Derive serde `Deserialize` for generic struct where only one T is deserializable

Hi Rust Users,

I am trying to write a generic struct

use serde::*;

struct A;
struct B;

struct Setting<AB, T> {
    ab: PhantomData<AB>,
    t: T,

// Only for Setting<A, _>
impl<'de, T: Deserialize<'de>> Deserialize<'de> for Setting<A, T> {
    fn deserialize<D>(_: D) -> Result<Self, D::Error>
        D: serde::Deserializer<'de>,

struct Config<AB> {
    f: Setting<AB, f64>,

I want to derive Deserialize only for the case Config<A>, where A implements it's own Deserialize. I still want to use Config<B> elsewhere (for example convert Config<A> to it after it was deserialized), but it itself does not have to be deserializable.

A and B are just empty type "tags" to represent states in which Config and Setting can be. Imagine Unvalidated or Validated where validation can only be done after parsing, something like that. Or imagine an Expression form of a Setting with placeholders and templates, and then Final one where placeholders in a string are filled and type converted. The rest of the code can just use the final form Config<B>, after initialization has built it from Config<A>.

This code fails to compile for understandable reasons:

error[E0277]: the trait bound `Setting<AB, f64>: _serde::Deserialize<'_>` is not satisfied
    --> src/
23   |     f: Setting<AB, f64>,
     |        ^^^^^^^^^^^^^^^^ the trait `_serde::Deserialize<'_>` is not implemented for `Setting<AB, f64>`
note: required by a bound in `next_element`
    --> /playground/.cargo/registry/src/
1729 |         T: Deserialize<'de>,
     |            ^^^^^^^^^^^^^^^^ required by this bound in `SeqAccess::next_element`
help: consider extending the `where` clause, but there might be an alternative better way to express this requirement
21   | #[derive(Deserialize, Setting<AB, f64>: _serde::Deserialize<'_>)]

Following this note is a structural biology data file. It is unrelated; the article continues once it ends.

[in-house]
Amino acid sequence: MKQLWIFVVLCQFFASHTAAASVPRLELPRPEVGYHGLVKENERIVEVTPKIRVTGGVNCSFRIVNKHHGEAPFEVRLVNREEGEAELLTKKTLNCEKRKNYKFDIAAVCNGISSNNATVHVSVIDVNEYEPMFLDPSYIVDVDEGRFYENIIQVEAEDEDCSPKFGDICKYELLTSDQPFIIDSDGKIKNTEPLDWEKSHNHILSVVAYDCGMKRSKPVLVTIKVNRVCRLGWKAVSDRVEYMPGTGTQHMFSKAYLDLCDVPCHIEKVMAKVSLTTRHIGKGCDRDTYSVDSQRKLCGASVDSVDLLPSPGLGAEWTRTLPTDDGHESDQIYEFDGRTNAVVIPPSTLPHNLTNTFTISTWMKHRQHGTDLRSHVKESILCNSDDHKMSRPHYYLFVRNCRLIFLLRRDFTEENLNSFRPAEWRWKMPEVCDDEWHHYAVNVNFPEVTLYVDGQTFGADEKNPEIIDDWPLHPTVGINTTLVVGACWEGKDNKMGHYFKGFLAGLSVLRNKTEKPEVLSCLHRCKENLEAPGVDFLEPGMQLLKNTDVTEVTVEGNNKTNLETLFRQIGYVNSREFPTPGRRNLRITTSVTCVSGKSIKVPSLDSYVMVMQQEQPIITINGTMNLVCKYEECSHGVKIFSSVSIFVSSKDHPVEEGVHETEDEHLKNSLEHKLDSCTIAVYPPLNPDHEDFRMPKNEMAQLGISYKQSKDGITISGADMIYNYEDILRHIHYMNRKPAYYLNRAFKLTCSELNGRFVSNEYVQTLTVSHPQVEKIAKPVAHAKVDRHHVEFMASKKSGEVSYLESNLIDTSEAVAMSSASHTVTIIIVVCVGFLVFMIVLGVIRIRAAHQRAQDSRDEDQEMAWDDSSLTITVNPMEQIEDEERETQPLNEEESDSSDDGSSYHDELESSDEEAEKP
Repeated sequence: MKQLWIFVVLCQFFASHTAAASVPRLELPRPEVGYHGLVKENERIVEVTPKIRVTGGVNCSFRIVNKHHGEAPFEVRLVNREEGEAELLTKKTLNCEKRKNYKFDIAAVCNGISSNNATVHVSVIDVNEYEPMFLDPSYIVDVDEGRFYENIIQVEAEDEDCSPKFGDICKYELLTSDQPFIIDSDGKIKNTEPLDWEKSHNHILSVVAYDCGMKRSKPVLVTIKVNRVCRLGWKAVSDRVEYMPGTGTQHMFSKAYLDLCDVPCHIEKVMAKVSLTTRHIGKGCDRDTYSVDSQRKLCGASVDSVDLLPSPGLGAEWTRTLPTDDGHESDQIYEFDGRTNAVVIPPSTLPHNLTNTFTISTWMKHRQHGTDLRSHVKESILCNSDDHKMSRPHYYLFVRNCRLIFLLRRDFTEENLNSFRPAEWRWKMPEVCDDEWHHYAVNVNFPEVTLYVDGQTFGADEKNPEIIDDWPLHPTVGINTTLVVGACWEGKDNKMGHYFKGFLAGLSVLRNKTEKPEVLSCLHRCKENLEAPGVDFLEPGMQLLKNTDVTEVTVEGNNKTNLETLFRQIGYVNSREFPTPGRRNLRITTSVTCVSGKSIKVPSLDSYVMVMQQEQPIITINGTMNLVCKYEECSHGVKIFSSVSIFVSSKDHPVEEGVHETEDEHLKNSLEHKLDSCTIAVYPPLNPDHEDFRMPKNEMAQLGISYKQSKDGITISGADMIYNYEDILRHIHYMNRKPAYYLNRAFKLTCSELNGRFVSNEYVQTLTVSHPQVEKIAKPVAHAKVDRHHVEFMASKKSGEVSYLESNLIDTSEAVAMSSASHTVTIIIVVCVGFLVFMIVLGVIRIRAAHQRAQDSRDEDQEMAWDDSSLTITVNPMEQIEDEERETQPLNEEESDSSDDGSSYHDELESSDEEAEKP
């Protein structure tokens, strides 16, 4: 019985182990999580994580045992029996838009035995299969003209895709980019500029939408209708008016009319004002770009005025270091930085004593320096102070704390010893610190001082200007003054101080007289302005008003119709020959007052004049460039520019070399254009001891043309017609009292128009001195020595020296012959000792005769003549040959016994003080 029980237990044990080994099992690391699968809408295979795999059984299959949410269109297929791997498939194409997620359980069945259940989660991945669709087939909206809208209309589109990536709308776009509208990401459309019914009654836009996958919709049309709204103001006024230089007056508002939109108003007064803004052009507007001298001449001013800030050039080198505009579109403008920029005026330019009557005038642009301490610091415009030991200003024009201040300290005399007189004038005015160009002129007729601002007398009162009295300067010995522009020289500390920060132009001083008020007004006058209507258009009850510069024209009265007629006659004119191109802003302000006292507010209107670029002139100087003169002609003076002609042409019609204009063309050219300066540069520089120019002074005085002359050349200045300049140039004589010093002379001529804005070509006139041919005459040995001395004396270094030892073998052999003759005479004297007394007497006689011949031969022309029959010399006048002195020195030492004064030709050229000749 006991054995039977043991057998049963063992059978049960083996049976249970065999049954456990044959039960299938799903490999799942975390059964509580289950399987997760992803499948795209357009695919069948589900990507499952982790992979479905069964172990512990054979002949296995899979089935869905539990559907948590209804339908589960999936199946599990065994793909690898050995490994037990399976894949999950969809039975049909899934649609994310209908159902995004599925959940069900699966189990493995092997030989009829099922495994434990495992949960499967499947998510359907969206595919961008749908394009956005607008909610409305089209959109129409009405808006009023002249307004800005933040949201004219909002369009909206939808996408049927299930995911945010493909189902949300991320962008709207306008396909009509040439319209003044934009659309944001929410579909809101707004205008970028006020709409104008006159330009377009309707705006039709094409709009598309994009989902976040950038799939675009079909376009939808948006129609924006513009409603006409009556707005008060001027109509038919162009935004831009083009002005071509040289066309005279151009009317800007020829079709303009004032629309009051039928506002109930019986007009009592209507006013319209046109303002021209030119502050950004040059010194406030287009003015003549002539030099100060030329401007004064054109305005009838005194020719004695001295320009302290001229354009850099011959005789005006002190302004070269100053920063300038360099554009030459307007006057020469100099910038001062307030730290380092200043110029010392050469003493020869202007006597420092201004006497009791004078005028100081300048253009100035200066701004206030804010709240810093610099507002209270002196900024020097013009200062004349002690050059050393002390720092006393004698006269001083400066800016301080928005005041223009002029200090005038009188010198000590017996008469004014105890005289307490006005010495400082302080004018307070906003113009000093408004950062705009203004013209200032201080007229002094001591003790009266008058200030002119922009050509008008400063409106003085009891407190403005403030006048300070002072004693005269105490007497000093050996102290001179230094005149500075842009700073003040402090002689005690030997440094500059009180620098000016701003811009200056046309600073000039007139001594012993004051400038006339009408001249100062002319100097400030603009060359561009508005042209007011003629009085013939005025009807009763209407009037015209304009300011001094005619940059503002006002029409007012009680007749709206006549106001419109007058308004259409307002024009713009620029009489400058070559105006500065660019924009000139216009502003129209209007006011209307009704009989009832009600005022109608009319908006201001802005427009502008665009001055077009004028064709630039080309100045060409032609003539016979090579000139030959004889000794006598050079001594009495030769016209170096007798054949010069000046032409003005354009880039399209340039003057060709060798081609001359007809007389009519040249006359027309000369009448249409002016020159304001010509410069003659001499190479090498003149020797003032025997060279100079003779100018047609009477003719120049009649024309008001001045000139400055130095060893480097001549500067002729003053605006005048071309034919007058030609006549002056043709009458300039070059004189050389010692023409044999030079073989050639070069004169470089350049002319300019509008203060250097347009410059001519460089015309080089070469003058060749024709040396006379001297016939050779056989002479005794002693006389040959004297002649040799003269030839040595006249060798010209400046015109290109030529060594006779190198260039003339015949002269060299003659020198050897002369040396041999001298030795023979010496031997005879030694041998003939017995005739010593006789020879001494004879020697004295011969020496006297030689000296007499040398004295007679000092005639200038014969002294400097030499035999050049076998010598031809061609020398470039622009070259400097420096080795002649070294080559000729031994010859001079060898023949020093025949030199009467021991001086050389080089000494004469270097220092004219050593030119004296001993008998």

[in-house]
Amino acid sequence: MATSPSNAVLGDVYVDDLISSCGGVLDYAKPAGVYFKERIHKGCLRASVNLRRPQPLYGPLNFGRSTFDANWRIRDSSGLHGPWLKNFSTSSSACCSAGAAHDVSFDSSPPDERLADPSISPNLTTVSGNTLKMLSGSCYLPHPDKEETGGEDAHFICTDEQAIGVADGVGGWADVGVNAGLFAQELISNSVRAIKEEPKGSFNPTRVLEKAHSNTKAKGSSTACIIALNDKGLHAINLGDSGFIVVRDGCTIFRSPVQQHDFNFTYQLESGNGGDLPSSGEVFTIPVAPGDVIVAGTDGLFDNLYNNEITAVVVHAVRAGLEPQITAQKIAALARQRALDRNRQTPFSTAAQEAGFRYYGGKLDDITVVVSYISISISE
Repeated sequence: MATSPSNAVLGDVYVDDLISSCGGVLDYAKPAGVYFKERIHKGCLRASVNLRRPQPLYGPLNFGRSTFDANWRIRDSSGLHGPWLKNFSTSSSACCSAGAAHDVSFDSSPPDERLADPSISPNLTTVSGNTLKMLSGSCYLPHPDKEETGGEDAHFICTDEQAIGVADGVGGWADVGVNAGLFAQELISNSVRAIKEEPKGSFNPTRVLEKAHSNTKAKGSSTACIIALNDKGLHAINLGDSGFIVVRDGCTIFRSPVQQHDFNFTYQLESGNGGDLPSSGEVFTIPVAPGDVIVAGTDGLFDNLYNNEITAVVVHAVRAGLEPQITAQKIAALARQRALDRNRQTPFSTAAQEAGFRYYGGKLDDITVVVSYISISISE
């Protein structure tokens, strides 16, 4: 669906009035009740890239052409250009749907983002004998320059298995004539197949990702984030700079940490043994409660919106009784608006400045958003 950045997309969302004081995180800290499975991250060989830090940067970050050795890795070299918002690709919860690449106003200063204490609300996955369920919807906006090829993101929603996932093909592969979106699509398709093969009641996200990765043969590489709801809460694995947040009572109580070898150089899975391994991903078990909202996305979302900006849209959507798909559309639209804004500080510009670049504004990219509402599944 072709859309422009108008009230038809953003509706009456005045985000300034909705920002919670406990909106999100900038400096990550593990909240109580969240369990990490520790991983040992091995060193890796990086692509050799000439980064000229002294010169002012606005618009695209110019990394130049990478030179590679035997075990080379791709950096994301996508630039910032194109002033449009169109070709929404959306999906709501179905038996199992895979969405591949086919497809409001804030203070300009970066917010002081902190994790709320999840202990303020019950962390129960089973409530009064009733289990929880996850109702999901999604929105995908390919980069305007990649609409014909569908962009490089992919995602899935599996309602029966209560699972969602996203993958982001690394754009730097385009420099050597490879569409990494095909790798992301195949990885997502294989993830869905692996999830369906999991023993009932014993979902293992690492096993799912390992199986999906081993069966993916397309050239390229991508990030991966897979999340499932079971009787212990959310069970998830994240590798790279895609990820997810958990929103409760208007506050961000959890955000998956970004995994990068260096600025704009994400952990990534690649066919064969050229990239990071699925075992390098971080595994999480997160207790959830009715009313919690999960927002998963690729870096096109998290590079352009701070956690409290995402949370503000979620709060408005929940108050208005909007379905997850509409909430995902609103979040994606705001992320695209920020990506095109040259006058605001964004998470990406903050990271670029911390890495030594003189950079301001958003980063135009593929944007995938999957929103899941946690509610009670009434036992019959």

|                     +++++++++++++++++++++++++++++++++++++++++++

Deserialize tries to derive the implementation for any AB, but it cannot possibly do that. serde(bound(...)) is not quite it, because there is no traits here, it's just structs. Implementing custom Deserialize for Config<A> will quickly become unfeasible to maintain as I add 50 fields there with child sub-structures that all internally use Setting<AB, ...>.

I wonder if there is still a chance for bound via some non-trivial use of traits.

Or is there a way to use bound on Config somehow to narrow down any internal Settings<AB, _>: Deserialize? Not ideal again, as if Config will start using child structures containing Settings<AB, _>, they will have to be declared in the bound too. Ok to declare annotations on their definitions, but not on definitions wherever they are used, that will be too much to maintain.

Thanks, any ideas appreciated!

I think you are asking for specialization, which currently is not possible in Rust.

You'll have to use separate structs to model your requirements. If these structs are strongly related to each other, you can group them within an enum:

enum Config {

struct ConfigWithDeserialize;

struct ConfigWithoutDeserialize;

You could do this...

struct ConfigA {
    f: Setting<A, f64>,

impl From<ConfigA> for Config<A> {
    fn from(ca: ConfigA) -> Self {
        let ConfigA { f,  } = ca;
        Self { f, }

#[serde(bound = "Config<AB>: From<ConfigA>")]
#[serde(from = "ConfigA")]
struct Config<AB> {
    f: Setting<AB, f64>,

And macro up your definitions to create all of ConfigA, the From implementation, and Config<AB>.

1 Like

Hi, thank your reply. There are a few quite verbose solutions and that require duplication of all fields. I do know it is very simple to just declare two structs. Unfortunately as Config implies in the name it is a large multi-leveled structure. The only reason I try to work with generics is to guarantee an existence of a field foo before processing and after. But after it is a different type that is impossible to construct, unless it was created by processing phase. It is very difficult problem as it seems.

Hi, thank you for your reply too. As I stated in another thread, one thing I aim for is to avoid the duplication of f, because there cold be three layers of structs inside of the Config with 50 of those fs. The only reason I attempt to play with generics is to declare Config once and only once, and declare all it's children structures once and only once.

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